Advertisement

Memory & Cognition

, Volume 46, Issue 2, pp 181–190 | Cite as

The mere exposure effect for visual image

  • Kazuya Inoue
  • Yoshihiko Yagi
  • Nobuya Sato
Article

Abstract

Mere exposure effect refers to a phenomenon in which repeated stimuli are evaluated more positively than novel stimuli. We investigated whether this effect occurs for internally generated visual representations (i.e., visual images). In an exposure phase, a 5 × 5 dot array was presented, and a pair of dots corresponding to the neighboring vertices of an invisible polygon was sequentially flashed (in red), creating an invisible polygon. In Experiments 1, 2, and 4, participants visualized and memorized the shapes of invisible polygons based on different sequences of flashed dots, whereas in Experiment 3, participants only memorized positions of these dots. In a subsequent rating phase, participants visualized the shape of the invisible polygon from allocations of numerical characters on its vertices, and then rated their preference for invisible polygons (Experiments 1, 2, and 3). In contrast, in Experiment 4, participants rated the preference for visible polygons. Results showed that the mere exposure effect appeared only when participants visualized the shape of invisible polygons in both the exposure and rating phases (Experiments 1 and 2), suggesting that the mere exposure effect occurred for internalized visual images. This implies that the sensory inputs from repeated stimuli play a minor role in the mere exposure effect. Absence of the mere exposure effect in Experiment 4 suggests that the consistency of processing between exposure and rating phases plays an important role in the mere exposure effect.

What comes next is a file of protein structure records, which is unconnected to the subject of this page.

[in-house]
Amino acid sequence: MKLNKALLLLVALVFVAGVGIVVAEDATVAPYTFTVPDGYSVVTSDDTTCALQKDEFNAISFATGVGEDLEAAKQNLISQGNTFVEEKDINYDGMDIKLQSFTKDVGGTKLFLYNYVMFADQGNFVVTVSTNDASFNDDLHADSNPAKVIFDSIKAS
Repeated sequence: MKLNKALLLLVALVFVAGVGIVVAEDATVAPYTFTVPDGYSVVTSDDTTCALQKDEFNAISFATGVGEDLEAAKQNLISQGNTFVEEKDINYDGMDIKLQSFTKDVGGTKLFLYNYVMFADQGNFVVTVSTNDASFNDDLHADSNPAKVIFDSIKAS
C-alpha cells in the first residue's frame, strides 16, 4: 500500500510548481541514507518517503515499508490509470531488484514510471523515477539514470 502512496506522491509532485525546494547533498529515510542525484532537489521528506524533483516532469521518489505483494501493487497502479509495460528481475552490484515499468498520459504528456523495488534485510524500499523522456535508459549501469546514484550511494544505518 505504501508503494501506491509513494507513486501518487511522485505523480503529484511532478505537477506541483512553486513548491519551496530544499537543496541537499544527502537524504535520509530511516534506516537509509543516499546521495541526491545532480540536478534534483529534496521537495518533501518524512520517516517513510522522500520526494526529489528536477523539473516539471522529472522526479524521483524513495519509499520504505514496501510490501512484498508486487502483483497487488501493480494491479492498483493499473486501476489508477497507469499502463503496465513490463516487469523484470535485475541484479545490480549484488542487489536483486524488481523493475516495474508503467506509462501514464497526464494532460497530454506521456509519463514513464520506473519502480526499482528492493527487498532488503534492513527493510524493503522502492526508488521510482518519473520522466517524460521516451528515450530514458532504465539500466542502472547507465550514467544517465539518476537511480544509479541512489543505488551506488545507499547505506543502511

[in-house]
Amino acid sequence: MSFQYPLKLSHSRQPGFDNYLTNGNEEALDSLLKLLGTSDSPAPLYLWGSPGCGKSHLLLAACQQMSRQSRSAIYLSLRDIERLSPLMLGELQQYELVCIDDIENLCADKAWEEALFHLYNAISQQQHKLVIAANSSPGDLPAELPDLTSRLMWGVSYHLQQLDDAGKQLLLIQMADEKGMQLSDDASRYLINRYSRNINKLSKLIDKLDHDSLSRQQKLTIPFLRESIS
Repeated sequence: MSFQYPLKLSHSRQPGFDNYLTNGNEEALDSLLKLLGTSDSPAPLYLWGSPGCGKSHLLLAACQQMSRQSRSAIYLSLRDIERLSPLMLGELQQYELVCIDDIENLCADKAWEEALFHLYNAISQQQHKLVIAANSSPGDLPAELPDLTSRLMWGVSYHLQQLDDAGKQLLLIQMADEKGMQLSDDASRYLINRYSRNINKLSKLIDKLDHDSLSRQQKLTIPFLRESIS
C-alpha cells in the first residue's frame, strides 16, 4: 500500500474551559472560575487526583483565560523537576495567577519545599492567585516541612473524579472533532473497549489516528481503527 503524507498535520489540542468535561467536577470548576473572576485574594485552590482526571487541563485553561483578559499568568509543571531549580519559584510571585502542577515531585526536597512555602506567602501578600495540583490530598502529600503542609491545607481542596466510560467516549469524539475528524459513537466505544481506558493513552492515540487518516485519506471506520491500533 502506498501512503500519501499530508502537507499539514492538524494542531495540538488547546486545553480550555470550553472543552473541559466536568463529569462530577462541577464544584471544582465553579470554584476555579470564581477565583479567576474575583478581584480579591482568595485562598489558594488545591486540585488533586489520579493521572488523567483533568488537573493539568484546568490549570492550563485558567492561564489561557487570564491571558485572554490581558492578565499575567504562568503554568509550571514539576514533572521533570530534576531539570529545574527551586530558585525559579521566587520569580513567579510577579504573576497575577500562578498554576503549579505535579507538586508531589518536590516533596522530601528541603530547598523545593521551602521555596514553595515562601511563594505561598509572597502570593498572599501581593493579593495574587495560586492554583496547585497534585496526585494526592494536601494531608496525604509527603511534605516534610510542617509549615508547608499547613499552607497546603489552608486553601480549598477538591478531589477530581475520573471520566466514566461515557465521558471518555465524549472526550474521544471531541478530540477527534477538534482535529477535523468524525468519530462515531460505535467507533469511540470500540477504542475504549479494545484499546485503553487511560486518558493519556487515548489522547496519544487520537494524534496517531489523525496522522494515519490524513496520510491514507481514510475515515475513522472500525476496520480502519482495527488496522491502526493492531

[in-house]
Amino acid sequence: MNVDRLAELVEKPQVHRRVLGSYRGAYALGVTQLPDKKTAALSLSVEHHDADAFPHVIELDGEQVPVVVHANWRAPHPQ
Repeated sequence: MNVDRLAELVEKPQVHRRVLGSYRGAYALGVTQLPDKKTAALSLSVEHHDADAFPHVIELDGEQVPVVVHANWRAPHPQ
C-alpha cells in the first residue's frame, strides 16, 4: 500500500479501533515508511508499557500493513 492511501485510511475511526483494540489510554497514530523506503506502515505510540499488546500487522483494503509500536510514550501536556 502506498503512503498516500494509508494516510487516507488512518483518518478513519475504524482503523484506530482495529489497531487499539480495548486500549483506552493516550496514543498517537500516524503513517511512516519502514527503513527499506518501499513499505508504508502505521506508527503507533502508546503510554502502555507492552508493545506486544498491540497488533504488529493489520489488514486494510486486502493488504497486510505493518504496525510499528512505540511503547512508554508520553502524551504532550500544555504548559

Keywords

Mere exposure effect Visual image Perceptual fluency 

The mere exposure effect is a phenomenon where repeatedly presented stimuli are evaluated more positively than novel stimuli. Since the seminal study of Zajonc (1968), more than 200 articles have been published on the mere exposure effect (Monahan, Murphy, & Zajonc, 2000). Early studies of this effect focused upon identifying the relationship between exposure and affect from the viewpoint of stimulus variables and presentation variables (see Bornstein, 1989). One of the most important findings from these studies concerned the impact of the presentation duration of stimuli (Bornstein & D’Agostino, 1992; Kunst-Wilson & Zajonc, 1980; Mandler, Nakamura, & Van Zandt, 1987; Seamon, Brody, & Kauff, 1983). Specifically, it was shown that the mere exposure effect could occur even for brief stimuli, presented below a recognition threshold, suggesting that the conscious awareness of repeated stimuli is not a necessary condition for the mere exposure effect. Rather, a meta-analytic study revealed that stimuli perceived without awareness showed a considerably larger effect compared with stimuli that are consciously perceived (Bornstein, 1989). In fact, a subsequent experimental study provided direct support for this meta-analytic finding (Bornstein & D’Agostino, 1992).